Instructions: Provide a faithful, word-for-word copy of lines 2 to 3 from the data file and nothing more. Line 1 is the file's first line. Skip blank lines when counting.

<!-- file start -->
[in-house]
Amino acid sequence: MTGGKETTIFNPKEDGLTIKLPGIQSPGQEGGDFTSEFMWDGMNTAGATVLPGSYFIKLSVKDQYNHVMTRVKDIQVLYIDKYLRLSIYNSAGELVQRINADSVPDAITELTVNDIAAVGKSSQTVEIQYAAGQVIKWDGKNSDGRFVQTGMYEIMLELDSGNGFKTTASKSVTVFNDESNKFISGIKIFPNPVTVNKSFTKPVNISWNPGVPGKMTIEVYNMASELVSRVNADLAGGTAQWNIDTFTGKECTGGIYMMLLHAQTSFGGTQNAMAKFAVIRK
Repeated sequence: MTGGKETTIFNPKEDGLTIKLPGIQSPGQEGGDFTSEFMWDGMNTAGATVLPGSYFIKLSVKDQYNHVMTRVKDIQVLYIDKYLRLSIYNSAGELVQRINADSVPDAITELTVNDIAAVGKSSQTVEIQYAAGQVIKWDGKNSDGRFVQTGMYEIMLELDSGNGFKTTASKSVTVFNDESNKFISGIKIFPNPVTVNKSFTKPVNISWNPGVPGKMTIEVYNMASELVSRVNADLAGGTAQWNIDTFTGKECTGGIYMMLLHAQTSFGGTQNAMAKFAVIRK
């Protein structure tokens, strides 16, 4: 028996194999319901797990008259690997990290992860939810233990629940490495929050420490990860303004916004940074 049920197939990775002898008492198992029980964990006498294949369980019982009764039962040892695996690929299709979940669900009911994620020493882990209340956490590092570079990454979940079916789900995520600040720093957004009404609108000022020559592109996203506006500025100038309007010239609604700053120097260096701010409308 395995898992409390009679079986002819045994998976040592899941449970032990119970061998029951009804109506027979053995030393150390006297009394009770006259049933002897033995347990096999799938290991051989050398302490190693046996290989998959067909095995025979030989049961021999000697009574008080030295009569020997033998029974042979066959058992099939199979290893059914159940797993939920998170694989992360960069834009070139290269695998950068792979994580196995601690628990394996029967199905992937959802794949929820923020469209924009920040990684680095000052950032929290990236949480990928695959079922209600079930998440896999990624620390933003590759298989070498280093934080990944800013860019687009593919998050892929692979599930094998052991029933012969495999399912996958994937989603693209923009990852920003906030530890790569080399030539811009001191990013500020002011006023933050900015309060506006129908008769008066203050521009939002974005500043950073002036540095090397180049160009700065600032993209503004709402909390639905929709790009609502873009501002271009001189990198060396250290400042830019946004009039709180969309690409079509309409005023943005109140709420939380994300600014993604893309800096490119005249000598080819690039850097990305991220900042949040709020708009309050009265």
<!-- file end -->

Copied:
Amino acid sequence: MTGGKETTIFNPKEDGLTIKLPGIQSPGQEGGDFTSEFMWDGMNTAGATVLPGSYFIKLSVKDQYNHVMTRVKDIQVLYIDKYLRLSIYNSAGELVQRINADSVPDAITELTVNDIAAVGKSSQTVEIQYAAGQVIKWDGKNSDGRFVQTGMYEIMLELDSGNGFKTTASKSVTVFNDESNKFISGIKIFPNPVTVNKSFTKPVNISWNPGVPGKMTIEVYNMASELVSRVNADLAGGTAQWNIDTFTGKECTGGIYMMLLHAQTSFGGTQNAMAKFAVIRK
Repeated sequence: MTGGKETTIFNPKEDGLTIKLPGIQSPGQEGGDFTSEFMWDGMNTAGATVLPGSYFIKLSVKDQYNHVMTRVKDIQVLYIDKYLRLSIYNSAGELVQRINADSVPDAITELTVNDIAAVGKSSQTVEIQYAAGQVIKWDGKNSDGRFVQTGMYEIMLELDSGNGFKTTASKSVTVFNDESNKFISGIKIFPNPVTVNKSFTKPVNISWNPGVPGKMTIEVYNMASELVSRVNADLAGGTAQWNIDTFTGKECTGGIYMMLLHAQTSFGGTQNAMAKFAVIRK